Category Archives: contemporary issues

A Black Feminist Approach to History

All That She Carried: The Journey of Ashley’s Sack, a Black Family Keepsake by Tiya Miles

My rating: 5 of 5 stars


Ashley’s sack frames the telling of a history. This book is the antidote for the white upper class worldview presented in books like Gone With the Wind. This is the view from the perspective of the enslaved. An important note: the view isn’t of only the hardships but also of the triumphs, the ways a people treated as things managed to remember and assert their humanity. That was most vivid to me when Miles contrasted the stark businesslike records of selling people with the warm record of the contents of the sack.

Where there are records, Miles combs through them. It seems like drudgery to me to sift through all the bills of sale, wills, and census records till she found a Rose and an Ashley who spent time under the same owner, though on different pieces of property. But the reward came when the pair were found. Other research seems more interesting to do: the social meaning of hair to Victorian English society and to some African societies, the clothing codes for separating the elite from the enslaved–and the transgressions of that code.

Miles keeps readers aware of the degrees of certainty/uncertainty as she fills in gaps. (And gaps there are, for records are sparse.) Sometimes parallel stories convey what might have been Ruth’s, Ashley’s, or Rose’s experiences. Sometimes data is more probable. As an English major trained in the days of close reading, I really appreciated the analysis of the wording of the inscription on the sack by Ruth. And in the spirit of that method, whether or not Ruth meant to achieve any of the effects observed doesn’t matter, so long as the effects are in the text.

It is refreshing to read a history that is not a tale of military heroes and their conquests, but of people and their daily lives, trials and triumphs. All unified by a gift from mother to daughter, Ashley’s sack.



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And the First Week Ends

A couple other bloggers are blogging journals of the coronavirus times and the experience of “social distancing.” (Applique PaintboxSo Scrappy, Art with a needle Maria Shell   ); I’ll come back with other links as I find them.) It seems a good idea. There needs to be a record of these unusual times, a record from ordinary people.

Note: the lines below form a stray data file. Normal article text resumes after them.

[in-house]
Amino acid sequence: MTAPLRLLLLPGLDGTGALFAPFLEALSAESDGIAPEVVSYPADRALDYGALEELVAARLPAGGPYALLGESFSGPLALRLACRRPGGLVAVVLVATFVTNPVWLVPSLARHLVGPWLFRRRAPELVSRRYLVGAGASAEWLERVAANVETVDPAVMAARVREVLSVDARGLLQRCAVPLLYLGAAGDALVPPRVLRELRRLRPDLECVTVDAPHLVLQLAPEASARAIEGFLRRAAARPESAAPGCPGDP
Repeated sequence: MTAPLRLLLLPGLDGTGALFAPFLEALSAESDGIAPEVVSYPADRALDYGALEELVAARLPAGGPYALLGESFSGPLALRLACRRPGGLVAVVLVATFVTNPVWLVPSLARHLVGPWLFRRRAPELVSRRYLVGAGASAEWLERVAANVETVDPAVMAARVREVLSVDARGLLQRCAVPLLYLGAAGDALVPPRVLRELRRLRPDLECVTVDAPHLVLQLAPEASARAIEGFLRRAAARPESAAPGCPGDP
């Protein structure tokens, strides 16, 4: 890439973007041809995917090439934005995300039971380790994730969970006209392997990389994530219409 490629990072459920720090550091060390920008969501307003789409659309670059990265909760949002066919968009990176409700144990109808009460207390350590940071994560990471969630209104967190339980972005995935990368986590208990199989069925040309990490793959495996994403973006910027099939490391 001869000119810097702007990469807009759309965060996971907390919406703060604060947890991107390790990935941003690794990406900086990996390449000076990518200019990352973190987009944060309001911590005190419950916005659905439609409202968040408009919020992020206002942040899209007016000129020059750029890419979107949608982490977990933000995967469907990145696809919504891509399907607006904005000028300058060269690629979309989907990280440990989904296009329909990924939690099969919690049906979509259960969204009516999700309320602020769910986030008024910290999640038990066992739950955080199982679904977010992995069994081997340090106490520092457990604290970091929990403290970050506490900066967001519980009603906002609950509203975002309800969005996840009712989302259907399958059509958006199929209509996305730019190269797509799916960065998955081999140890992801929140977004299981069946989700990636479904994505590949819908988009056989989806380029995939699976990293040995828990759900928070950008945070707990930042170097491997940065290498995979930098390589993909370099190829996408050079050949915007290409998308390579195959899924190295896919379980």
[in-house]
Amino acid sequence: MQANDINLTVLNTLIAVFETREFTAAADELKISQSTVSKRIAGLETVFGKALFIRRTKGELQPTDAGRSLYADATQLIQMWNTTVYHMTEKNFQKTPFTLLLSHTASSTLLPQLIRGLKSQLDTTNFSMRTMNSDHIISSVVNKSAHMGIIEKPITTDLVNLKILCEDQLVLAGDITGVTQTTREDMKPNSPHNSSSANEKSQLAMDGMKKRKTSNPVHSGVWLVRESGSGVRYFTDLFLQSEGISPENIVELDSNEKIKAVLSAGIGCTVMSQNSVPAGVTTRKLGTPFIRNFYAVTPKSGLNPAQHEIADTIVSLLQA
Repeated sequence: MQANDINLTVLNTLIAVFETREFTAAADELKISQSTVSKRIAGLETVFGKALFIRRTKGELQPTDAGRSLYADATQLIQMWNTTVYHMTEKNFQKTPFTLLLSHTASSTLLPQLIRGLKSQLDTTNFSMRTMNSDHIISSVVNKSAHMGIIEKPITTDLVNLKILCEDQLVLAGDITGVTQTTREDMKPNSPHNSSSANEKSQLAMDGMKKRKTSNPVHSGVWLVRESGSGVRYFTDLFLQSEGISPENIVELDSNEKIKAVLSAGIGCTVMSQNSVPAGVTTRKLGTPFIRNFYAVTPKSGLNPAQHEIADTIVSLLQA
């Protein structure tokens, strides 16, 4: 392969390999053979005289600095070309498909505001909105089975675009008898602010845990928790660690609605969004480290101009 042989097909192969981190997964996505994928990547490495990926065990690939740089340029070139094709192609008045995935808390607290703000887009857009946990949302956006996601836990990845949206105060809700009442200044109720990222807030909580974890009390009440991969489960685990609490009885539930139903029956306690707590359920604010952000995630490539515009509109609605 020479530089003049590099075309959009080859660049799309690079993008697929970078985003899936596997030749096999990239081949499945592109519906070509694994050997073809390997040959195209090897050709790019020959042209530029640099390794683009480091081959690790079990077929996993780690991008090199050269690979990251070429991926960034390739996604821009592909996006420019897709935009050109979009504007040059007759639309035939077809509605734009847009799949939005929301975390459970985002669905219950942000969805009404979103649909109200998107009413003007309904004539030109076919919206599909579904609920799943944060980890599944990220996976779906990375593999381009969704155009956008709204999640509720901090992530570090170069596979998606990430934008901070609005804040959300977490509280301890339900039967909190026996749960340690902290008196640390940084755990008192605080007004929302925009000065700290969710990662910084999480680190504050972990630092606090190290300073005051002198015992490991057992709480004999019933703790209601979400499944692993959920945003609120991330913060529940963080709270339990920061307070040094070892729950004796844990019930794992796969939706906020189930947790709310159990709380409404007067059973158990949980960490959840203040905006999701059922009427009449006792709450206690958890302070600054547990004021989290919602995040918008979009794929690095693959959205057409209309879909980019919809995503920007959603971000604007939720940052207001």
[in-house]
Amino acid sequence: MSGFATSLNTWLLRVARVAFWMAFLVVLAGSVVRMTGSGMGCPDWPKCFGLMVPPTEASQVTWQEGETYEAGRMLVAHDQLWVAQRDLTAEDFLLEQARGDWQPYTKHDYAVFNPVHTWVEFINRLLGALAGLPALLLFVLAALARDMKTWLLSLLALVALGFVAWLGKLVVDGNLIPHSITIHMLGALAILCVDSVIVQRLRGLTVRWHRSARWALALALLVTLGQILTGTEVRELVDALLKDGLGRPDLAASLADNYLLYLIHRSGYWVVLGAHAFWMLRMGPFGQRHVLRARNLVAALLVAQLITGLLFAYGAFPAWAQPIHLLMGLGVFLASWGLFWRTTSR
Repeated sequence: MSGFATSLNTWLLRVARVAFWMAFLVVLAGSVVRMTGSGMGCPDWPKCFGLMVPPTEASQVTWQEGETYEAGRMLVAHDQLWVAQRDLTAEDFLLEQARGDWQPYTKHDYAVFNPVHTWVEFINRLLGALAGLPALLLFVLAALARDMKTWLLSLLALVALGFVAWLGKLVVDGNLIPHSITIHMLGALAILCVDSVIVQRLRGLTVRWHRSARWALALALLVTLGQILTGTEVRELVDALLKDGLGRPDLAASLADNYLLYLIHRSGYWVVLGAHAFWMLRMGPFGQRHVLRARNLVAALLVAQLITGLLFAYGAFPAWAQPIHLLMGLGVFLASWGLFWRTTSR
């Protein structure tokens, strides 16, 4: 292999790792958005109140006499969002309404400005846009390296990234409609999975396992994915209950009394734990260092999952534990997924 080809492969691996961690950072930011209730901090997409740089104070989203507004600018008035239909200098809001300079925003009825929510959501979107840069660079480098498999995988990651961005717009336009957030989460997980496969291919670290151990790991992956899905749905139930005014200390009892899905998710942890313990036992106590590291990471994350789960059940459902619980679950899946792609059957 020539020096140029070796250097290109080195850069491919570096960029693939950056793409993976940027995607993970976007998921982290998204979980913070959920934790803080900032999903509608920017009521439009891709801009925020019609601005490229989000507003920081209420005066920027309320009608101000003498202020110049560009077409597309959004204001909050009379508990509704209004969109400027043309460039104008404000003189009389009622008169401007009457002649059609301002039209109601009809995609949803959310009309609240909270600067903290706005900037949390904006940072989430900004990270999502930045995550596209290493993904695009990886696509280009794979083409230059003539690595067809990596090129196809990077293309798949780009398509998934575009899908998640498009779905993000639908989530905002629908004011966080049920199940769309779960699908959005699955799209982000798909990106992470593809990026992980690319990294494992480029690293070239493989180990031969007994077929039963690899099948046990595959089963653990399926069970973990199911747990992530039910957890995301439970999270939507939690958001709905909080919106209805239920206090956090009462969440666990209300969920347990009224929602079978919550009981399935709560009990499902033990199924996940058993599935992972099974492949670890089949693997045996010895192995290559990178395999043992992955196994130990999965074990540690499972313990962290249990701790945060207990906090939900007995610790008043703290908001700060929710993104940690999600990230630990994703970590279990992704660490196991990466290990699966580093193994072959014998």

Apart from finishing the Stretching Art piece (here), I haven’t done any quilting. That is neither unusual nor a sign of the times. I usually pause quilting after a finish, especially an intense finish.

Nor have I finished a book. That is a little more unusual as I usually manage a book a week. (I don’t usually blog about every book I read, only books I really like.) I am working on Rachel Maddow’s Blowout. Those of you who listen to her would recognize the pattern: start way back, explore many precursors, finally tie them to something current, at which point as reader, I feel like the need to go back to the beginning to see connections I had missed.

I am also working on Voices from Chernobyl on my iPhone. (In the old days–a week ago–when I was out and about, I kept a book on my phone for bus rides and waiting periods. I will be reading more online while my library is closed.) Svetlana Alexievich takes a similar approach here as she did in Last Witnesses (review here), gathering stories of peoples’ experiences of an event and presenting them with little comment. It is, alas, a timely read. The incompetence and lack of foresight is harrowing, as is the lack of honest communication. There is a major difference, though.  There officials followed orders from above almost unquestioning, out of habit–one example, a radiated village planting peas because it is time to and they had received no orders to change the plan. Here most of our state and local governments are taking matters into their own hands and doing what they can.

I am thinking about my next project.  Nina Marie has suggested a coronavirus quilt along with linky party (here). I have many leader/ender HSTs to press and trim so they can become leaders-and-enders again as potential pinwheels. I have leader/ender 4-patches to press and trim and alternate squares to cut. I have many tops waiting to be quilted. Or projects to start. Or I could make masks.

I have pondered making masks. I waver between “something is better than nothing” and “they would be false security” for one thing. I don’t have non-woven fabric for an inner layer desired by some (and seeming to make them more effective). I don’t have elastic, nor do sites where I usually shop.  (And yes, there are patterns for masks with ties, but locally it seems they want only elastic.) And with all the elastic sold out, I wonder if enough others are making masks that mine would not be needed.  I recall other emergencies where requests have been met with such response that the requesters have begged people to stop. I think I’ll keep my ear to the ground and listen for signs that more are needed, truly needed, before I start.

My time has been spent glued to news. I finally realized that no matter the headline, a new article probably didn’t add enough new information to be worth the time or emotion spent on opening it and have directed my attention elsewhere. I will admit that I keep backsliding into news rabbit holes, though.

For the first week, I actually enjoyed having no external demands. I do rather well with unstructured time–maybe not productive, but contented. I am substituting online and phone contact for hanging out with friends. I am reading FaceBook and MeWe more and following blogs more faithfully. I will not be surprised if that attitude changes.

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Filed under contemporary issues, novel coronavirus